Submission: Submit the slides and written progress report by noon on 11/13 (even if you are presenting on 11/15) via Canvas.

Presentation Order

Please remember, that regardless of the day you are assigned to present, your presentation must be submitted on Monday noon before class.

Monday 11/13

Feedback form:


  • Anika Benons & Sergio Sardar
  • Hope Casey-Allen
  • Cristian Lara
  • Vig Sachidananda
  • Jack Reidy
  • Megan Tinley Wilson
  • Berk Coker
  • Alyssa Vann
  • Fyza Parviz
  • David Mora
  • Heather Kramer & Janna Huang
  • Bronson Duran & Robert Fearon & Noam Habot
  • Kali Cornn
  • Gracie Young & Xin Jiang
  • Soltan Malekghassemi
  • Jay Patel

Wednesday 11/15

Feedback form:


  • Basel Al Sharaf & Trina Sarkar
  • Danny Diekroger
  • Juliette Love
  • Sophia Pink
  • James Lyons
  • Jinglin Shan & Kristy Duong
  • Joshua Morris
  • Da Eun Kim & Sharon Chen
  • Amy Chen
  • Junjie Zhu & Qian Zhao
  • Jianqing Yang
  • Diego Hernandez
  • Ross Daly & Leonard Truong
  • Greg Ramel
  • Na He Jeon, Mattieu Rolfo, Karen Wang
  • Albert Feng & Pakapark Bhumiwat
  • Jesik Min

Final Project Poster Presentation (due Wed 12/6 in class)

We will hold a public presentation of the final projects on Wed Dec 6, from 4:30pm to 6pm at Lathrop 282. The poster session will give you a chance to show off the hard work you put into your project, and to learn about the projects of your peers. Be prepared to give a 5 minute oral presentation at your poster to both the instructors and visitors. You should include a demo of your project along with the poster. The poster will be considered a final deliverable, so don’t forget to apply good visual design principles to your poster as well as your project. The final poster should include the following information:

  • Problem: A clear statement of the problem your project addresses.

  • Motivation: An explanation of why the problem is interesting and what makes it difficult to solve.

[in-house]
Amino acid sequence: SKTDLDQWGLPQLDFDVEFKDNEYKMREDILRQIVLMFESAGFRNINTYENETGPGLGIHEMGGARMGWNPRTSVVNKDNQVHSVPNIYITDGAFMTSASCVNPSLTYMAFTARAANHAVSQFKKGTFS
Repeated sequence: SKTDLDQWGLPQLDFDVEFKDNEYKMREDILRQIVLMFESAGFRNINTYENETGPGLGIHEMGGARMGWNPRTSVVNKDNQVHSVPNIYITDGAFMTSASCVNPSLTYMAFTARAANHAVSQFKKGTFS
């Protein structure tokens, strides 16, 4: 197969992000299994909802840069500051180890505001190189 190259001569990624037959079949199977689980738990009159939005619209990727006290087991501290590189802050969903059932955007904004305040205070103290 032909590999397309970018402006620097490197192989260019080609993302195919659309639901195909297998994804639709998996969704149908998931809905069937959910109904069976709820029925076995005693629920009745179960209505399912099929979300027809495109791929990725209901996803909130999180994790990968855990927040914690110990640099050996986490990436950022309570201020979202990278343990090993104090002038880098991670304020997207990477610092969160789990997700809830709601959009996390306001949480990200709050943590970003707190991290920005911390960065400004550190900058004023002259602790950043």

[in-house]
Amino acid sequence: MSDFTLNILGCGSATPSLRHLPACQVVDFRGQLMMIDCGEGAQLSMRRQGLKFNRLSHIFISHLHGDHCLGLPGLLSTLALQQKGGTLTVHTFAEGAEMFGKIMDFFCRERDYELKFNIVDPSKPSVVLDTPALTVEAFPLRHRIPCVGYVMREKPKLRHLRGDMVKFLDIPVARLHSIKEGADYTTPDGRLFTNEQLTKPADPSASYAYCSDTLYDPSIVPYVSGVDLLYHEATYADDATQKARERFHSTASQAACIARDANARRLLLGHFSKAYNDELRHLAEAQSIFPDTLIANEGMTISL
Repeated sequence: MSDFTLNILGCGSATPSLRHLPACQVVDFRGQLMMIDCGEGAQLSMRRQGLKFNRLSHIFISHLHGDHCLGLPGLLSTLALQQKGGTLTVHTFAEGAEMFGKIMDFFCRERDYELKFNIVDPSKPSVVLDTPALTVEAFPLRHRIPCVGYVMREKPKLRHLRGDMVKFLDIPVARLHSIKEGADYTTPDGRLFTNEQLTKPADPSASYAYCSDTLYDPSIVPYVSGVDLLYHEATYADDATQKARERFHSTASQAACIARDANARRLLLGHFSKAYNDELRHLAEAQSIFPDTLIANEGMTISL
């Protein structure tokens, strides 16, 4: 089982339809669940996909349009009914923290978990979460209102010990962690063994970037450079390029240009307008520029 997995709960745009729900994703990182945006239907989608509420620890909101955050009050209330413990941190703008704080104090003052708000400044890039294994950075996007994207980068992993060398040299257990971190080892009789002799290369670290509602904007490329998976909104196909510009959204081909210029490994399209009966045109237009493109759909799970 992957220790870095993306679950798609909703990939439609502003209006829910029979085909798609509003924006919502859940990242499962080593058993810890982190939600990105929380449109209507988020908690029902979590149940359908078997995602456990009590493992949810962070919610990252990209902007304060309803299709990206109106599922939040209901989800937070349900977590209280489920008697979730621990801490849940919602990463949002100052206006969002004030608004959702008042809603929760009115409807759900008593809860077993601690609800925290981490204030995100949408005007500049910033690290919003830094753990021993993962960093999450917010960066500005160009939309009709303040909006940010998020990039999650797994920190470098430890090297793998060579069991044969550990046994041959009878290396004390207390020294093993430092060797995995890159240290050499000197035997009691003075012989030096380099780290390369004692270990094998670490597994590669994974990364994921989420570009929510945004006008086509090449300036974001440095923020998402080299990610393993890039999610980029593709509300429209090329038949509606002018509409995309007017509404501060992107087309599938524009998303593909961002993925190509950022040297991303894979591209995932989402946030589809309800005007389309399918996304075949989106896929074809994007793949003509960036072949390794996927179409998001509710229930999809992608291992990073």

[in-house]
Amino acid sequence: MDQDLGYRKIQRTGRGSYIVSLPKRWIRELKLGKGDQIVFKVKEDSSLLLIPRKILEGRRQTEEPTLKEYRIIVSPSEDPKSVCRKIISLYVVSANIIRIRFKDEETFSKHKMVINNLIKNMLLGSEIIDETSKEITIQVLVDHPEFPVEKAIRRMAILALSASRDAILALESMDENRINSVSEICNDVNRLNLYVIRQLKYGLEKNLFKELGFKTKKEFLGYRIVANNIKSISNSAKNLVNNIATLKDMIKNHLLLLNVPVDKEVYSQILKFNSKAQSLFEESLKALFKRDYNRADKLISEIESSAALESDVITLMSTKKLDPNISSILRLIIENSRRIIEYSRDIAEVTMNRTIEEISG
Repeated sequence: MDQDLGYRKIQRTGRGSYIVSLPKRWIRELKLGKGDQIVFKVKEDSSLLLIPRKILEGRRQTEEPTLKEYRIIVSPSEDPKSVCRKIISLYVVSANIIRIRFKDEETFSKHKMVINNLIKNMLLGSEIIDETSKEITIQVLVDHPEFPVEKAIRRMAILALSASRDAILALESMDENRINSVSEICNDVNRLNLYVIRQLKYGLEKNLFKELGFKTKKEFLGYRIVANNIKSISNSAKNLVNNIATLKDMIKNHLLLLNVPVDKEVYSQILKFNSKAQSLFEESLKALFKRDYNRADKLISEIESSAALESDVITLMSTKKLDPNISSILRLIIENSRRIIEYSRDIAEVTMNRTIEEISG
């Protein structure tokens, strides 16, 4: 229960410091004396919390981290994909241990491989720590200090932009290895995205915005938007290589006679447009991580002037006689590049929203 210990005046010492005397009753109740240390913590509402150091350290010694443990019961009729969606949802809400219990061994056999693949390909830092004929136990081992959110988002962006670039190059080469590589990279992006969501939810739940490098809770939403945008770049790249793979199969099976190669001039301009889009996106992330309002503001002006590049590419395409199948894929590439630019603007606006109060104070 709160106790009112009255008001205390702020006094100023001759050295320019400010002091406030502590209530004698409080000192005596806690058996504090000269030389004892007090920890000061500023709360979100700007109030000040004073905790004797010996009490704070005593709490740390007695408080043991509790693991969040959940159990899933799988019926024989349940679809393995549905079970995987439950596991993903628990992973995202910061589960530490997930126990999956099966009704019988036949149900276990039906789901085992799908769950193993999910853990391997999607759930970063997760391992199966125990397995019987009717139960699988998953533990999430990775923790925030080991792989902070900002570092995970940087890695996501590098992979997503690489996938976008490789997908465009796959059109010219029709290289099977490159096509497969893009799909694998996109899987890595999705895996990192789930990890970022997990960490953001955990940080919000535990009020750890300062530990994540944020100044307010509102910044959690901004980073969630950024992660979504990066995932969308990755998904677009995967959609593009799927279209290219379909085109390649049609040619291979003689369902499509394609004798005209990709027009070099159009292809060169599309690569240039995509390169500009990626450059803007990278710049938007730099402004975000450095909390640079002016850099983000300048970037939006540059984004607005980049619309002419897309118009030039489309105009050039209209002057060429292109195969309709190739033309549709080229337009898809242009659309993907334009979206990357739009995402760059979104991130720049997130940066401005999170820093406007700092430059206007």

• Approach: A description of the techniques or algorithms you used to solve the problem.

  • Results: Screenshots and a working demo of the system you built.

  • Future Work: An explanation of how the work could be extended.

Posters can be printed at Lathrop Library, Fedex on campus store, Costco ($25) or Walgreens ($24). They normally have a 2 day turnaround, but, as usual, it’s better to print earlier. You can order online and pick it up from the store. Please talk to us if you need help printing your poster well in advance of the poster presentation session.

We will provide easels, poster boards, pins and tapes for you to mount your posters.

Submission: Submit the pdf of your poster via Canvas.

Final Project Deliverables - Code and Paper (due Sun 12/10 by 11:59pm)

The final deliverables will include:

  • Code: an implementation of your system (source code and executable).

  • Paper: an 6-8 page paper written in the form of a conference paper submission. The paper should present related work, a detailed description of your system and a discussion of your design.

Submission: You should submit your final deliverables (access to a running executable and a zip file of the code, or a link to a github repository as well as a pdf of the paper) via Canvas.


The final paper should be in the style of a conference paper submission. The paper should include content that is typical of papers that appear at IEEE Visualization, SIGGRAPH, or CHI. In particular it should contain:

  • Introduction - An explanation of the problem and the motivation for solving it.

  • Related Work - A description of previous papers related to your project.

  • Methods - A detailed explanation of the techniques and algorithms you used to solve the problem.

  • Results - The visualizations your system produces and data to help evaluate your approach. For example you may include running times, or the time users typically spend generating a visualization using your system.

  • Discussion - What has the audience learned about visualization from your work?

  • Future Work - A description of how your system could be extended.

Your final paper should be formatted using the 2 column formatting of papers that appear at IEEE Visualization, SIGGRAPH or CHI. Although there are some differences in format between these conferences, you are free to pick from any of these three. If you need help finding a formatting template talk to us. Formatting templates for IEEE Visualization can be found here.